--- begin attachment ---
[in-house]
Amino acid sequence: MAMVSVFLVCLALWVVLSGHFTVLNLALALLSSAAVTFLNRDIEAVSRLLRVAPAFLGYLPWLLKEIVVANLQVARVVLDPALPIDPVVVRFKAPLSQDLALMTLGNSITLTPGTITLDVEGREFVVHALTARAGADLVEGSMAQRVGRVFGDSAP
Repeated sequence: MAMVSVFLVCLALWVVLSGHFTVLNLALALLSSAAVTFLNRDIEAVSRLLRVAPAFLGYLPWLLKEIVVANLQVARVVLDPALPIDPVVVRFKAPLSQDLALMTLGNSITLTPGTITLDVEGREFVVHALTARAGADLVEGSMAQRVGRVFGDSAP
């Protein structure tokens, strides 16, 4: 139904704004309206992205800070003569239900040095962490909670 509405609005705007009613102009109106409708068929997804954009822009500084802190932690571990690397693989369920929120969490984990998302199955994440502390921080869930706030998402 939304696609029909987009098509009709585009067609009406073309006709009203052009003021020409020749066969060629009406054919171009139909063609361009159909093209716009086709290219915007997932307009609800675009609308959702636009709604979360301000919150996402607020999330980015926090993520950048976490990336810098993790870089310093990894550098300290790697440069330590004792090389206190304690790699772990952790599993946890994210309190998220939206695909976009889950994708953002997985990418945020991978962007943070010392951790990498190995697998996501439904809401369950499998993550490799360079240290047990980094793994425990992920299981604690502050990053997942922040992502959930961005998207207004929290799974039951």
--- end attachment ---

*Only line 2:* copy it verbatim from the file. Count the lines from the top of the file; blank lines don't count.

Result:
Amino acid sequence: MAMVSVFLVCLALWVVLSGHFTVLNLALALLSSAAVTFLNRDIEAVSRLLRVAPAFLGYLPWLLKEIVVANLQVARVVLDPALPIDPVVVRFKAPLSQDLALMTLGNSITLTPGTITLDVEGREFVVHALTARAGADLVEGSMAQRVGRVFGDSAP